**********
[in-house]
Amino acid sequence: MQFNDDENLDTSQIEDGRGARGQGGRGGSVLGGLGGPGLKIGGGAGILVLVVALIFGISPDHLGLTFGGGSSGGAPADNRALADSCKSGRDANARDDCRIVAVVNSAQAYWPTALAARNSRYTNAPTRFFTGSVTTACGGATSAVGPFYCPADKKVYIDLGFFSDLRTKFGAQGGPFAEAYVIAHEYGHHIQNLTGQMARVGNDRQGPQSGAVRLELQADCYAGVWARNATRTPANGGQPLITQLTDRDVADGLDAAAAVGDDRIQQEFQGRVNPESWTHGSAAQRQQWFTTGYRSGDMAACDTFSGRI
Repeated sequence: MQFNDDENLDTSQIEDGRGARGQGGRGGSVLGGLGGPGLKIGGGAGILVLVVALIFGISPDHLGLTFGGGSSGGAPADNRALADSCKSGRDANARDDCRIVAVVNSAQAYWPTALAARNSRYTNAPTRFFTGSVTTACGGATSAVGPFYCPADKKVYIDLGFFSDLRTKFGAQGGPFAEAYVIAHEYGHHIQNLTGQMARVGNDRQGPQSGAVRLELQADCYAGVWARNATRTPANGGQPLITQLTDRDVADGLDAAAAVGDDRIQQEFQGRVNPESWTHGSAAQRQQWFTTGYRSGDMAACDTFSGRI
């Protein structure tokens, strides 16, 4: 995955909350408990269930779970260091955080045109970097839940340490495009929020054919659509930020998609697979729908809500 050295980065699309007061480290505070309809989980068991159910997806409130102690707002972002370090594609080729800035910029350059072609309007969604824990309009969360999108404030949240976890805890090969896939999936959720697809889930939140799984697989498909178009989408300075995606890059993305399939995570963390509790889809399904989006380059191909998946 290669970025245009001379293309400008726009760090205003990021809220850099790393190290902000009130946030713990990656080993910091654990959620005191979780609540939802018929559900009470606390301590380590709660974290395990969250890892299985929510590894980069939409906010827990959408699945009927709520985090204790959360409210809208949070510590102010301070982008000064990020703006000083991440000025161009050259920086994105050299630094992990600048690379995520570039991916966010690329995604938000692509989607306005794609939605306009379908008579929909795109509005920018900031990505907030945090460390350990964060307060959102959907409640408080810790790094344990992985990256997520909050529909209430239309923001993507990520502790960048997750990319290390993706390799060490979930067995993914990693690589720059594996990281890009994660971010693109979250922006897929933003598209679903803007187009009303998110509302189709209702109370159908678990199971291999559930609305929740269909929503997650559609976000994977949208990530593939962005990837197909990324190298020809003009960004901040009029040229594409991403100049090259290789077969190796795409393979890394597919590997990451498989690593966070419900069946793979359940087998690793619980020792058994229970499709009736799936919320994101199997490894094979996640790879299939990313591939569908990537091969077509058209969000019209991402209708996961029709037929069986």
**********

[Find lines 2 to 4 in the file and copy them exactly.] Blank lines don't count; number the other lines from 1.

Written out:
Amino acid sequence: MQFNDDENLDTSQIEDGRGARGQGGRGGSVLGGLGGPGLKIGGGAGILVLVVALIFGISPDHLGLTFGGGSSGGAPADNRALADSCKSGRDANARDDCRIVAVVNSAQAYWPTALAARNSRYTNAPTRFFTGSVTTACGGATSAVGPFYCPADKKVYIDLGFFSDLRTKFGAQGGPFAEAYVIAHEYGHHIQNLTGQMARVGNDRQGPQSGAVRLELQADCYAGVWARNATRTPANGGQPLITQLTDRDVADGLDAAAAVGDDRIQQEFQGRVNPESWTHGSAAQRQQWFTTGYRSGDMAACDTFSGRI
Repeated sequence: MQFNDDENLDTSQIEDGRGARGQGGRGGSVLGGLGGPGLKIGGGAGILVLVVALIFGISPDHLGLTFGGGSSGGAPADNRALADSCKSGRDANARDDCRIVAVVNSAQAYWPTALAARNSRYTNAPTRFFTGSVTTACGGATSAVGPFYCPADKKVYIDLGFFSDLRTKFGAQGGPFAEAYVIAHEYGHHIQNLTGQMARVGNDRQGPQSGAVRLELQADCYAGVWARNATRTPANGGQPLITQLTDRDVADGLDAAAAVGDDRIQQEFQGRVNPESWTHGSAAQRQQWFTTGYRSGDMAACDTFSGRI
């Protein structure tokens, strides 16, 4: 995955909350408990269930779970260091955080045109970097839940340490495009929020054919659509930020998609697979729908809500 050295980065699309007061480290505070309809989980068991159910997806409130102690707002972002370090594609080729800035910029350059072609309007969604824990309009969360999108404030949240976890805890090969896939999936959720697809889930939140799984697989498909178009989408300075995606890059993305399939995570963390509790889809399904989006380059191909998946 290669970025245009001379293309400008726009760090205003990021809220850099790393190290902000009130946030713990990656080993910091654990959620005191979780609540939802018929559900009470606390301590380590709660974290395990969250890892299985929510590894980069939409906010827990959408699945009927709520985090204790959360409210809208949070510590102010301070982008000064990020703006000083991440000025161009050259920086994105050299630094992990600048690379995520570039991916966010690329995604938000692509989607306005794609939605306009379908008579929909795109509005920018900031990505907030945090460390350990964060307060959102959907409640408080810790790094344990992985990256997520909050529909209430239309923001993507990520502790960048997750990319290390993706390799060490979930067995993914990693690589720059594996990281890009994660971010693109979250922006897929933003598209679903803007187009009303998110509302189709209702109370159908678990199971291999559930609305929740269909929503997650559609976000994977949208990530593939962005990837197909990324190298020809003009960004901040009029040229594409991403100049090259290789077969190796795409393979890394597919590997990451498989690593966070419900069946793979359940087998690793619980020792058994229970499709009736799936919320994101199997490894094979996640790879299939990313591939569908990537091969077509058209969000019209991402209708996961029709037929069986």